Summertime in Santa Clarita prompts numerous air quality advisories

Katharine Lotze/The Signal
Share on facebook
Share on twitter
Share on email

County health officials Monday once again reported air quality “Unhealthy for Sensitive Individuals” in Santa Clarita Valley and East San Gabriel Valley area, according to a warning from the South Coast Air Quality Management District.

The agency has issued this advisory several times this month already, and the Santa Clarita Valley can expect more, according to Ryan Kittell, a Forecaster with National Weather Service.

Southern California is infamous for its poor air quality for two major reasons: temperature inversion and wind, according to Kittell.

Due to temperature inversion, the general temperature of the air increases with elevation, as opposed to the typical decrease in temperature with elevation.

“We basically have a big lid on top of Southern California,” said Kittell, who explained that the “lid” of warm air prevents the polluted air near the surface from mixing properly with the clean air from above. Kittell also mentioned that temperature inversion usually peaks in July, meaning that Santa Clarita should expect more advisories this summer.

“Another factor is the wind,” said Kittell. “The wind usually blows in from the ocean, so all the pollution from the freeways and the coast gets pushed further inland… So places like inland like Santa Clarita get really bad air quality.”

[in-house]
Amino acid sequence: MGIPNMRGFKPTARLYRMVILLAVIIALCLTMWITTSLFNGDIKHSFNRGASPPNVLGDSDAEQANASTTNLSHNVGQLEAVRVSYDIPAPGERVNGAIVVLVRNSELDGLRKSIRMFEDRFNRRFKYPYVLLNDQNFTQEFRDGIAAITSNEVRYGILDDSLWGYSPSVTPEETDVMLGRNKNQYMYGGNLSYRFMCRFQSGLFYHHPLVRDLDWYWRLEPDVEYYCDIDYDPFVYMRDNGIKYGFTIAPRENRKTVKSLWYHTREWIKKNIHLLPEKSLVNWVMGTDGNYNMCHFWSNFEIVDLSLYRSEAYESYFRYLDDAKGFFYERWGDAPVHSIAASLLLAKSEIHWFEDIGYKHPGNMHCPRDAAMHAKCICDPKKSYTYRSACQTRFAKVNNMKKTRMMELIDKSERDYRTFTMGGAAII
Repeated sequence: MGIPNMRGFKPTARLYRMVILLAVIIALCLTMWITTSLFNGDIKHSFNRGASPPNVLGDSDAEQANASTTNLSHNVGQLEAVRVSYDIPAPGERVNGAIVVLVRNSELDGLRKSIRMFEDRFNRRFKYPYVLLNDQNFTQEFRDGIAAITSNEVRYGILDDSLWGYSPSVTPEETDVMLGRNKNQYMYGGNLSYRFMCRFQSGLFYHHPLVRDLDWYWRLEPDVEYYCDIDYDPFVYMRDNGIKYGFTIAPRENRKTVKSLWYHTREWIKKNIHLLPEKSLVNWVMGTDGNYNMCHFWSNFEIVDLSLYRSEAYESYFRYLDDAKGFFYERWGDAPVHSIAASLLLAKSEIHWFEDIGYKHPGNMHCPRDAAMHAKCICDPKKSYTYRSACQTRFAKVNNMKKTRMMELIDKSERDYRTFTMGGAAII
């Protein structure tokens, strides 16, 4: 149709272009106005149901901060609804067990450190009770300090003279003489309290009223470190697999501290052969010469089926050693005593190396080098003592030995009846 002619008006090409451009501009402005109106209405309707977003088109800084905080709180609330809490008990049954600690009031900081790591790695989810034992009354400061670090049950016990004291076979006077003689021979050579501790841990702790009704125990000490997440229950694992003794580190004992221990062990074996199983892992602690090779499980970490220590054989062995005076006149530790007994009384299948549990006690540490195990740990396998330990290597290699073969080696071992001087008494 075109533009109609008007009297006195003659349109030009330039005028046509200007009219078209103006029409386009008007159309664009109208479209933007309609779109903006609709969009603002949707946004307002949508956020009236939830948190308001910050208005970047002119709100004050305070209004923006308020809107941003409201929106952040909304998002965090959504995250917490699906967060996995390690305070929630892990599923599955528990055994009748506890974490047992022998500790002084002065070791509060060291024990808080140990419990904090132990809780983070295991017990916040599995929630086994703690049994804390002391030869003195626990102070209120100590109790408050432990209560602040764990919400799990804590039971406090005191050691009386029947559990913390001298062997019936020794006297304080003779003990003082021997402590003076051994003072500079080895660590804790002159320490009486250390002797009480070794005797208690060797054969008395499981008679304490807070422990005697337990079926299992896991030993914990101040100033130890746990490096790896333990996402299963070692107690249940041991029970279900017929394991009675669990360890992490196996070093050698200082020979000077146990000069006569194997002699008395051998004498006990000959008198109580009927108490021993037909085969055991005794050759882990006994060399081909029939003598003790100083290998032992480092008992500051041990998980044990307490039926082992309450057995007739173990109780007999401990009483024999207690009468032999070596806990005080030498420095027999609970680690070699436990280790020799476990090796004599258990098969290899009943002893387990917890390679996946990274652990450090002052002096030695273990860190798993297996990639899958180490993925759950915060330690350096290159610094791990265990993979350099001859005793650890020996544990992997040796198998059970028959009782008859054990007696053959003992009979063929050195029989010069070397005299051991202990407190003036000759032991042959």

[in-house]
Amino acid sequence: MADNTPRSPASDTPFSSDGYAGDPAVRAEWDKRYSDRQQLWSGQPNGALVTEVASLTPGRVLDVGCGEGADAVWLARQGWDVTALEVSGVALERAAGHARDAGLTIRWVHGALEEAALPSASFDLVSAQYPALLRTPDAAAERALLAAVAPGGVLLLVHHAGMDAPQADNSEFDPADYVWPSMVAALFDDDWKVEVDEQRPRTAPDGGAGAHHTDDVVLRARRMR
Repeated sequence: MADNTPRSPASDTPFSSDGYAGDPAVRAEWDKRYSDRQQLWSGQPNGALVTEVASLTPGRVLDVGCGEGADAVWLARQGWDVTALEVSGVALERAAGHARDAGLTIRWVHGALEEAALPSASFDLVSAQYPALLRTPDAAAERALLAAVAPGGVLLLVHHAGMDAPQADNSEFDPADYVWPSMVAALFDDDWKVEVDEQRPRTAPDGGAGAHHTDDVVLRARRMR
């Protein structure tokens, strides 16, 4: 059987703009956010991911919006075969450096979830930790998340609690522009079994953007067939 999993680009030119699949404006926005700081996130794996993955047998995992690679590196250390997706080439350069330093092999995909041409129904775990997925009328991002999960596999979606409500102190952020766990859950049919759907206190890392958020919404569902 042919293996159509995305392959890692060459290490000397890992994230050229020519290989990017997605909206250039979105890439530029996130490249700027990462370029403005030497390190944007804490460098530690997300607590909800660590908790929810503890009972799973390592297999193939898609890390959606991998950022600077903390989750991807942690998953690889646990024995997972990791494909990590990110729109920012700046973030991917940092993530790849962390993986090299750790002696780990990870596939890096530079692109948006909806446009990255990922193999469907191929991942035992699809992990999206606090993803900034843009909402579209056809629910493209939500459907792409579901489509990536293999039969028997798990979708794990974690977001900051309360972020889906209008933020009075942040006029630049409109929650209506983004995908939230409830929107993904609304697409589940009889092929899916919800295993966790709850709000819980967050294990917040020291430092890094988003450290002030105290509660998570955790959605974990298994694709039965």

The Air Quality Index, a measure of air quality, was forecasted to be 132 for Santa Clarita Monday morning. This AQI would classify the air quality as “Unhealthy for Sensitive Groups.” Should this number rise, into the 151-200 range, it would be considered “Unhealthy” for the general public.

The county’s Public Health Department is advising people living or working in the East San Gabriel Valley and Santa Clarita Valley areas with heart disease, asthma or other respiratory diseases to minimize outdoor activities, according to Jeffrey Gunzenhauser, MD, MPH, Los Angeles County’s interim health officer.

Schools with children who have sensitive conditions including heart disease, asthma, or any other chronic respiratory diseases, should not participate in outdoor physical activity and should stay indoors as much as possible. 

For more information about air quality, forecasts, and studies, visit the South Coast Air Quality Management District website at

Related To This Story

Latest NEWS